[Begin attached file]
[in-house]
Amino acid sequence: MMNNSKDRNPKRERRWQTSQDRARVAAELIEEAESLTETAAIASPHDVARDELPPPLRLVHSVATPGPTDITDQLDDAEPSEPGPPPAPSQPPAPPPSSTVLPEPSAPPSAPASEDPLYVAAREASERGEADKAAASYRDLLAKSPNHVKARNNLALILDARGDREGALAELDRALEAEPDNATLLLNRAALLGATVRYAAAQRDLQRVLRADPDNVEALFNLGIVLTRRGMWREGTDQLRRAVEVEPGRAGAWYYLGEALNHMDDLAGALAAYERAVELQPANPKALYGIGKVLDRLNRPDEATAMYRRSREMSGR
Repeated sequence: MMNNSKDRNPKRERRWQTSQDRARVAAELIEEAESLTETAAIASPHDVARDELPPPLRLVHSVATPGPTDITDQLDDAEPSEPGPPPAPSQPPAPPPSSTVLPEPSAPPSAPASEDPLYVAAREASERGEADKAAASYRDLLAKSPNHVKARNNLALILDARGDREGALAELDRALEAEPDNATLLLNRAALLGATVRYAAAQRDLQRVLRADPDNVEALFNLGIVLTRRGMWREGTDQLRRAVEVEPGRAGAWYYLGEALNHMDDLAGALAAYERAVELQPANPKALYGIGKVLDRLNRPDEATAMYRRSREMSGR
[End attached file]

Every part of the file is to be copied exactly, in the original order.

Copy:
[in-house]
Amino acid sequence: MMNNSKDRNPKRERRWQTSQDRARVAAELIEEAESLTETAAIASPHDVARDELPPPLRLVHSVATPGPTDITDQLDDAEPSEPGPPPAPSQPPAPPPSSTVLPEPSAPPSAPASEDPLYVAAREASERGEADKAAASYRDLLAKSPNHVKARNNLALILDARGDREGALAELDRALEAEPDNATLLLNRAALLGATVRYAAAQRDLQRVLRADPDNVEALFNLGIVLTRRGMWREGTDQLRRAVEVEPGRAGAWYYLGEALNHMDDLAGALAAYERAVELQPANPKALYGIGKVLDRLNRPDEATAMYRRSREMSGR
Repeated sequence: MMNNSKDRNPKRERRWQTSQDRARVAAELIEEAESLTETAAIASPHDVARDELPPPLRLVHSVATPGPTDITDQLDDAEPSEPGPPPAPSQPPAPPPSSTVLPEPSAPPSAPASEDPLYVAAREASERGEADKAAASYRDLLAKSPNHVKARNNLALILDARGDREGALAELDRALEAEPDNATLLLNRAALLGATVRYAAAQRDLQRVLRADPDNVEALFNLGIVLTRRGMWREGTDQLRRAVEVEPGRAGAWYYLGEALNHMDDLAGALAAYERAVELQPANPKALYGIGKVLDRLNRPDEATAMYRRSREMSGR